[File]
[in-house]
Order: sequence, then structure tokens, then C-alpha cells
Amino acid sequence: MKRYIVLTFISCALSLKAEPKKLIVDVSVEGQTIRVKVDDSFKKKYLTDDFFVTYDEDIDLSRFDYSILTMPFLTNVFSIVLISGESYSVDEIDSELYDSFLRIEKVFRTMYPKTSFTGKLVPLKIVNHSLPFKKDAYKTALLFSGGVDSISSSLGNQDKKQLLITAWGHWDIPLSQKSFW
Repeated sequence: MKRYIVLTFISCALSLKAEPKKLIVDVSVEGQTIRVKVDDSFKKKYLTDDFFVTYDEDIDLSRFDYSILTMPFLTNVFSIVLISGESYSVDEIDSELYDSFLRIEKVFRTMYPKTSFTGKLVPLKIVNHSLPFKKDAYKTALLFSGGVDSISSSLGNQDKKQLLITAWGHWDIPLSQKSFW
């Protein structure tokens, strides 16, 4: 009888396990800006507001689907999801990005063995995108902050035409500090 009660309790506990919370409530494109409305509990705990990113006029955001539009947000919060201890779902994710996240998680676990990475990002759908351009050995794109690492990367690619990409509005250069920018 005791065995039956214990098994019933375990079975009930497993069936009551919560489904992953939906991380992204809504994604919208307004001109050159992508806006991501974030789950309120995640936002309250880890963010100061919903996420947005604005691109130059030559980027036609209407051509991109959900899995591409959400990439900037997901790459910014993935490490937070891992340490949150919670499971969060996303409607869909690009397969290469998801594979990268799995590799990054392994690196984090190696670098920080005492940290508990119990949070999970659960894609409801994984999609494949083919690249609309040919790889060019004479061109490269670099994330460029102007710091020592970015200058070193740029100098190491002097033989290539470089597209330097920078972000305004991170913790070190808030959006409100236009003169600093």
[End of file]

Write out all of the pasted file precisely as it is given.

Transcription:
[in-house]
Order: sequence, then structure tokens, then C-alpha cells
Amino acid sequence: MKRYIVLTFISCALSLKAEPKKLIVDVSVEGQTIRVKVDDSFKKKYLTDDFFVTYDEDIDLSRFDYSILTMPFLTNVFSIVLISGESYSVDEIDSELYDSFLRIEKVFRTMYPKTSFTGKLVPLKIVNHSLPFKKDAYKTALLFSGGVDSISSSLGNQDKKQLLITAWGHWDIPLSQKSFW
Repeated sequence: MKRYIVLTFISCALSLKAEPKKLIVDVSVEGQTIRVKVDDSFKKKYLTDDFFVTYDEDIDLSRFDYSILTMPFLTNVFSIVLISGESYSVDEIDSELYDSFLRIEKVFRTMYPKTSFTGKLVPLKIVNHSLPFKKDAYKTALLFSGGVDSISSSLGNQDKKQLLITAWGHWDIPLSQKSFW
């Protein structure tokens, strides 16, 4: 009888396990800006507001689907999801990005063995995108902050035409500090 009660309790506990919370409530494109409305509990705990990113006029955001539009947000919060201890779902994710996240998680676990990475990002759908351009050995794109690492990367690619990409509005250069920018 005791065995039956214990098994019933375990079975009930497993069936009551919560489904992953939906991380992204809504994604919208307004001109050159992508806006991501974030789950309120995640936002309250880890963010100061919903996420947005604005691109130059030559980027036609209407051509991109959900899995591409959400990439900037997901790459910014993935490490937070891992340490949150919670499971969060996303409607869909690009397969290469998801594979990268799995590799990054392994690196984090190696670098920080005492940290508990119990949070999970659960894609409801994984999609494949083919690249609309040919790889060019004479061109490269670099994330460029102007710091020592970015200058070193740029100098190491002097033989290539470089597209330097920078972000305004991170913790070190808030959006409100236009003169600093």